Executing a Will Can Be Personally Taxing
If you have been named as an Executor in a Will, following a person’s death there are legal procedures that must be followed. This is a serious task with considerable responsibility, and you can be held personally liable for incorrect administration of the estate. In almost all cases, consulting with a lawyer would be prudent. Here we highlight some key responsibilities:
- Timeliness: Executors of wills must administer the estate within a reasonable time. Should you fail to do this and the beneficiaries experience a financial loss as a result, then you could be personally liable for this loss.
- Interpreting Entitlements: Exercise caution when determining who is entitled to receive money or assets under the terms of the Will. Incorrect interpretation of the Will, or failure to identify all the beneficiaries are the most common traps.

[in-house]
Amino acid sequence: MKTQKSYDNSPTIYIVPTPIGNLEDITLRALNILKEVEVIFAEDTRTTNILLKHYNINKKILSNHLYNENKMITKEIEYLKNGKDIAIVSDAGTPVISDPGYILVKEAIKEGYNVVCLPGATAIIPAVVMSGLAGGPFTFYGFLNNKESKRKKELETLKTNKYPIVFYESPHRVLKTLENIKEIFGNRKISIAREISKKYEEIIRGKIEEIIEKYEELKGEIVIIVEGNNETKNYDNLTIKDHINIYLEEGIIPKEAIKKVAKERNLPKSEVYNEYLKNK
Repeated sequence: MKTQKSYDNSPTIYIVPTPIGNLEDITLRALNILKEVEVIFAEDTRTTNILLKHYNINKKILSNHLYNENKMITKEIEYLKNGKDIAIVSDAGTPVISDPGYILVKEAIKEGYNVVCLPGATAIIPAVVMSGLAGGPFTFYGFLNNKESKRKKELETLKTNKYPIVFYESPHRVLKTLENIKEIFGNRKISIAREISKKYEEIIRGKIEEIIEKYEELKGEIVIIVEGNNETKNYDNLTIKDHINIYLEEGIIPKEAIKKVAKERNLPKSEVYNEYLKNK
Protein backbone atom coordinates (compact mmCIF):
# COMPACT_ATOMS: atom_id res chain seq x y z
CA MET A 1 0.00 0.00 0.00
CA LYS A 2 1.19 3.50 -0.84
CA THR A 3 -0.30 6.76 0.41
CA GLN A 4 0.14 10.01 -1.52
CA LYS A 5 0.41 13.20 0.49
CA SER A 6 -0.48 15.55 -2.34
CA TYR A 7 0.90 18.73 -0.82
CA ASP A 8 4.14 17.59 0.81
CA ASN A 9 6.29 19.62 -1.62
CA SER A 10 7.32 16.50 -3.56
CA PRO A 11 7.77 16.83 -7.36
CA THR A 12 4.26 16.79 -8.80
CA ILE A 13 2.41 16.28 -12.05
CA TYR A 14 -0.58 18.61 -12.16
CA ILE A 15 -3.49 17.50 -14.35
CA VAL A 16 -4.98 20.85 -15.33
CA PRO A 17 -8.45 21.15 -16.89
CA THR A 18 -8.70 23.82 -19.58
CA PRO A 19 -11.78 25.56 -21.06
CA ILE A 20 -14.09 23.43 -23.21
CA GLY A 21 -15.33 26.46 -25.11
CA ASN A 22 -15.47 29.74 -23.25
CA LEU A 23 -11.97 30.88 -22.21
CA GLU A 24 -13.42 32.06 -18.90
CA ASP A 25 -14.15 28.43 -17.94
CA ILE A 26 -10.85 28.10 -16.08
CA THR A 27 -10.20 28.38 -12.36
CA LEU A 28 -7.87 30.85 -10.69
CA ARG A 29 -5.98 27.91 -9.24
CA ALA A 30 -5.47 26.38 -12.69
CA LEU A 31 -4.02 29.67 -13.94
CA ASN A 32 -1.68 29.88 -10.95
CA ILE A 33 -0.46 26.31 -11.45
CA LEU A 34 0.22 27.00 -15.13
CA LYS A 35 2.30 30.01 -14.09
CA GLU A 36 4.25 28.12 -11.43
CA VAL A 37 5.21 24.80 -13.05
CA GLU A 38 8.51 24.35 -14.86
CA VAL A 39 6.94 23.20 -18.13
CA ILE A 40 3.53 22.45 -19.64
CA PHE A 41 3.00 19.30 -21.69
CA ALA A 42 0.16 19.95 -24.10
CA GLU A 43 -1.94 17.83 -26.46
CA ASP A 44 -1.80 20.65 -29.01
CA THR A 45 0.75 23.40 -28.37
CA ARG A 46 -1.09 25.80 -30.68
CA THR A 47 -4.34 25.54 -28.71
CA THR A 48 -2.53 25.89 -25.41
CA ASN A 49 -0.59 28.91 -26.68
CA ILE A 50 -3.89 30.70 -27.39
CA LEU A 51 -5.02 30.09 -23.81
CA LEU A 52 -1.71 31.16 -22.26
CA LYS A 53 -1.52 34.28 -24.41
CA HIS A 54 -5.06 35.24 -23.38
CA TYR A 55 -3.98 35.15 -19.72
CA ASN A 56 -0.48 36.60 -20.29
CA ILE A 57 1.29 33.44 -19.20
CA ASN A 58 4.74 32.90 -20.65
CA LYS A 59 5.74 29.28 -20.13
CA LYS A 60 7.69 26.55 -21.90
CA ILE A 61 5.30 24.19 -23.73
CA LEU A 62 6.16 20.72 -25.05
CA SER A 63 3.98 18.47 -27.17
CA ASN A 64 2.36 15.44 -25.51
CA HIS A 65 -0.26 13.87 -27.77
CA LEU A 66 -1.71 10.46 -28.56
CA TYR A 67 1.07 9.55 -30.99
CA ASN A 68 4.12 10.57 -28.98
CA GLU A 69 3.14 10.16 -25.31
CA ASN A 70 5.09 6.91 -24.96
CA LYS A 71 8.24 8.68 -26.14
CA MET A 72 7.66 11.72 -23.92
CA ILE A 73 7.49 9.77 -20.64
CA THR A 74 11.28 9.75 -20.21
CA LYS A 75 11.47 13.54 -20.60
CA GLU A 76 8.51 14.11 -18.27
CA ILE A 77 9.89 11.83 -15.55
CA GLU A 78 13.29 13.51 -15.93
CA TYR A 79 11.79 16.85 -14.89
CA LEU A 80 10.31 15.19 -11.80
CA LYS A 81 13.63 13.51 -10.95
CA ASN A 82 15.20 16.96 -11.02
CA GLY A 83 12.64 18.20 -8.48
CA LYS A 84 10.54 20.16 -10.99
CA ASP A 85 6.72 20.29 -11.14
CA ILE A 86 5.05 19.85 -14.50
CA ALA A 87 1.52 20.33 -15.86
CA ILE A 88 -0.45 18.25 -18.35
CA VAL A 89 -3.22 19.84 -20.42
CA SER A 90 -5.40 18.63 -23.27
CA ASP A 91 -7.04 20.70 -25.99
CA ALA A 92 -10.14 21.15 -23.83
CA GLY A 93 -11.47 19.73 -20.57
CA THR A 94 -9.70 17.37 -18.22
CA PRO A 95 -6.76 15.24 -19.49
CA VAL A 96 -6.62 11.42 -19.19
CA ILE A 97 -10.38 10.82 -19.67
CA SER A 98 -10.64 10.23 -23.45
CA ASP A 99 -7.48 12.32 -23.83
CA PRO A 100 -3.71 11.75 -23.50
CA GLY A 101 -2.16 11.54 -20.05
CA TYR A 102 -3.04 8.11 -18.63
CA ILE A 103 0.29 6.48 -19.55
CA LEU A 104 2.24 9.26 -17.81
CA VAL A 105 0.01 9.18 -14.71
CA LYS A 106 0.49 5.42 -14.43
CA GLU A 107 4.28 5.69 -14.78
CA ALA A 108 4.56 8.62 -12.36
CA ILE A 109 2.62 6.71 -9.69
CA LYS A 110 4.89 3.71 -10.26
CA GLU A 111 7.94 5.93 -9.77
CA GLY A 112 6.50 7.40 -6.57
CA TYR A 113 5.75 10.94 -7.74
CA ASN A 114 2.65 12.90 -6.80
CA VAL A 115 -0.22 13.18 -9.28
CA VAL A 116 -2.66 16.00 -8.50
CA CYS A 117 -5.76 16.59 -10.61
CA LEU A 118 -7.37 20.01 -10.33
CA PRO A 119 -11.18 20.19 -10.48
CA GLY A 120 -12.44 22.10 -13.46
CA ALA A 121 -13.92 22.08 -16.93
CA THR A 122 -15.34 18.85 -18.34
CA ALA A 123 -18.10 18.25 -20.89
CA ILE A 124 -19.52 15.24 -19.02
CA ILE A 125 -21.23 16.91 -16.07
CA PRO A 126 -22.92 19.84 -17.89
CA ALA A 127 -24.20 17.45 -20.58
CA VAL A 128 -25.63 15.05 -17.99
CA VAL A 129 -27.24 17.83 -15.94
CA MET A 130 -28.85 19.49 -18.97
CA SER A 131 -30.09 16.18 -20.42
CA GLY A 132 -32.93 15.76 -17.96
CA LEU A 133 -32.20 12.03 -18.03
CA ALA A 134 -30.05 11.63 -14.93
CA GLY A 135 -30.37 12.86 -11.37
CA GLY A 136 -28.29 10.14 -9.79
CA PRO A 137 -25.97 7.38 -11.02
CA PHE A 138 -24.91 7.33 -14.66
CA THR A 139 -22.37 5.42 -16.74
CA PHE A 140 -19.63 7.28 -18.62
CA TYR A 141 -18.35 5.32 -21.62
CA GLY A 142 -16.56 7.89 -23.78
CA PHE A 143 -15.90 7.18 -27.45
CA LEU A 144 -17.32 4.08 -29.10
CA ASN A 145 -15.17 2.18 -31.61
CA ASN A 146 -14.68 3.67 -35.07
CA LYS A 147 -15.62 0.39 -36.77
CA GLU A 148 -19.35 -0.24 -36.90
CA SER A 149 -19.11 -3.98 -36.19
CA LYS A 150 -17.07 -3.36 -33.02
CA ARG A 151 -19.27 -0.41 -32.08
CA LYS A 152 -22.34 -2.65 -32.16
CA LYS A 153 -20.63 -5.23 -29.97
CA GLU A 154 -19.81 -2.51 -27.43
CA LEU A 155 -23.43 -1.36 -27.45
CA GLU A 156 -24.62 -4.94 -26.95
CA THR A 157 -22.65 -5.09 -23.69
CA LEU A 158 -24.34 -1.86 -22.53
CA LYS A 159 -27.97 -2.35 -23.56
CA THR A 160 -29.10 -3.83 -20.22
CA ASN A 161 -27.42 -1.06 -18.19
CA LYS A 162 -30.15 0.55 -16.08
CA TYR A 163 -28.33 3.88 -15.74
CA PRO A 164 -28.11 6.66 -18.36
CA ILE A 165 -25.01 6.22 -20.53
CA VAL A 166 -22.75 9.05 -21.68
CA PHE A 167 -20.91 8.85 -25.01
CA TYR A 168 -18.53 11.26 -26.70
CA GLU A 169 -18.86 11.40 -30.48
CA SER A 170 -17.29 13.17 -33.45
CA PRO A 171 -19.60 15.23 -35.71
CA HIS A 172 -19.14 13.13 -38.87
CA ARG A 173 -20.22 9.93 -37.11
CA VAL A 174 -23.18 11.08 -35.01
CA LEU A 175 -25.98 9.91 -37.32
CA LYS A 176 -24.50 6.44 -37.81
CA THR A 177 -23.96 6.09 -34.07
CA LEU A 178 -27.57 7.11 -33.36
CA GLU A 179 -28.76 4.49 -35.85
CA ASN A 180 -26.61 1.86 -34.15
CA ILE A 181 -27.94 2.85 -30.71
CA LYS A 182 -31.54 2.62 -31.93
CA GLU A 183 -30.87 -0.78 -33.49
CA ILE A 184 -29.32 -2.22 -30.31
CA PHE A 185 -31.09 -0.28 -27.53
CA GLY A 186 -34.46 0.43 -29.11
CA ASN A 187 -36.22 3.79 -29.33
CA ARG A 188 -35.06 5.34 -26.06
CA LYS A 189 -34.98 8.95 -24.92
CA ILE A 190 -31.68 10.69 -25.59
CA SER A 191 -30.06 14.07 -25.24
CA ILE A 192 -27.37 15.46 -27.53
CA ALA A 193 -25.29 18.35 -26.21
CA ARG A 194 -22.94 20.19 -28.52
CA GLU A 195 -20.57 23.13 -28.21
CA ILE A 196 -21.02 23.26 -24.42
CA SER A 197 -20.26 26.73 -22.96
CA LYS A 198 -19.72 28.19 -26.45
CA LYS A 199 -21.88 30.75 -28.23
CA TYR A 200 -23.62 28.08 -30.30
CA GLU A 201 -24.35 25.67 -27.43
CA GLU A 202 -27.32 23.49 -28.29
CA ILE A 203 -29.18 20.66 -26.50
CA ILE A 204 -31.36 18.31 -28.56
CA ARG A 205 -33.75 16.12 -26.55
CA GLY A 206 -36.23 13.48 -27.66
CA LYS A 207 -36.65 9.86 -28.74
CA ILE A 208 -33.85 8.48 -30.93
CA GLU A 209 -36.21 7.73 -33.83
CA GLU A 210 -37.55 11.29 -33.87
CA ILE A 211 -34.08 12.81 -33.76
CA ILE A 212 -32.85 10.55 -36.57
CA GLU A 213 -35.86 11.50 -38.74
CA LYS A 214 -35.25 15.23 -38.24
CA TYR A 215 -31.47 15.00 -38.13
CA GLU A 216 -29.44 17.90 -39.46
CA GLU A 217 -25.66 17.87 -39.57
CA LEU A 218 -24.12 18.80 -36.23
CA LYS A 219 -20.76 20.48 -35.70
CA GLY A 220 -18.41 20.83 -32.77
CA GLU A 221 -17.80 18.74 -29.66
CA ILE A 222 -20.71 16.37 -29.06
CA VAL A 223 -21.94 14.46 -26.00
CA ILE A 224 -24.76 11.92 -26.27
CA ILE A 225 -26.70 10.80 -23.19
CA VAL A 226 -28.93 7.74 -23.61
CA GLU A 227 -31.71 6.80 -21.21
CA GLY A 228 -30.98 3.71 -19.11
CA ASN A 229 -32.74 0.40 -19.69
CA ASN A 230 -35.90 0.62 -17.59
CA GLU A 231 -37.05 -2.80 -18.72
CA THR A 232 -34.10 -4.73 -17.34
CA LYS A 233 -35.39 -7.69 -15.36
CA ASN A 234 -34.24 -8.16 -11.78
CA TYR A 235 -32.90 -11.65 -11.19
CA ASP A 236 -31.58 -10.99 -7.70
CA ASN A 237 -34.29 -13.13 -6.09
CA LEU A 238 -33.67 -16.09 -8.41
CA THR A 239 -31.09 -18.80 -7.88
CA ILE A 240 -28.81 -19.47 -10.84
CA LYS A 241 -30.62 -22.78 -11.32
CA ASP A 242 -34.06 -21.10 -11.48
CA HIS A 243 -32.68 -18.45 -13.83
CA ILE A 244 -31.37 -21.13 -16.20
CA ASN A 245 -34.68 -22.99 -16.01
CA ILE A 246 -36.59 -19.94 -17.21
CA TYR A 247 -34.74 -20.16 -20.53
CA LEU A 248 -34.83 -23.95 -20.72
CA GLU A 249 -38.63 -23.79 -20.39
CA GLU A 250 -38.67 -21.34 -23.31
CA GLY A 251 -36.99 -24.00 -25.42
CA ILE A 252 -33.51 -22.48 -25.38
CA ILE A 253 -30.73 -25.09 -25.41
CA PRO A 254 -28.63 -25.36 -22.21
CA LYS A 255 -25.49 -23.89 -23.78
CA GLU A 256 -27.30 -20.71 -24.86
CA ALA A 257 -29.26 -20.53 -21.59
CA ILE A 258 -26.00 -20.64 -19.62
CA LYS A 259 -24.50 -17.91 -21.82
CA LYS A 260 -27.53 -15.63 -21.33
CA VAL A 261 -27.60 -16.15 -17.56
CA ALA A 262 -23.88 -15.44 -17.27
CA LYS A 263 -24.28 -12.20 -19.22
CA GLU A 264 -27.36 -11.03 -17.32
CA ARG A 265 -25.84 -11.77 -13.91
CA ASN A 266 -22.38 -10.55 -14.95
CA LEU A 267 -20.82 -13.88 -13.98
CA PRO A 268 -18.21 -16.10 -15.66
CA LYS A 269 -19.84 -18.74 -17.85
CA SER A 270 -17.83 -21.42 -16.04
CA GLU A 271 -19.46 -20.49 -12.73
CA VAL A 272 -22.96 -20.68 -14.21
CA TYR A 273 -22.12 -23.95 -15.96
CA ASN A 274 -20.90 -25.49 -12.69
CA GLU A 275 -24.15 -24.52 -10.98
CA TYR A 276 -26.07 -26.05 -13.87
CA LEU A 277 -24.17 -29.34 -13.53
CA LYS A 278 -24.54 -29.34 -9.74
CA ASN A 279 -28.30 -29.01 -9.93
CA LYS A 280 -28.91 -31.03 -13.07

- Insurance: As an executor you can be held personally liable for any damage to property which has not been secured or insured.
- Fair Price Selling: Should you need to sell assets before you can distribute the estate you will need to ensure that you obtain a fair price for these assets. If you don’t, the beneficiaries have a legal right to sue you personally to recover the shortfall.
- Tax Debts: If you have distributed all the assets of the estate to the beneficiaries and the estate still owes money to the tax office, as executor you are personally liable to make the payments.
- Accountability to Beneficiaries: Beneficiaries who are dissatisfied with your performance are entitled to full disclosure of administration activities and may approach the court to have you removed as executor.
For advice about administering an estate contact me on 9908 9888 or email@example.com. Or call to request a copy of Edney Ryan Legal’s “A Guide for Executors”.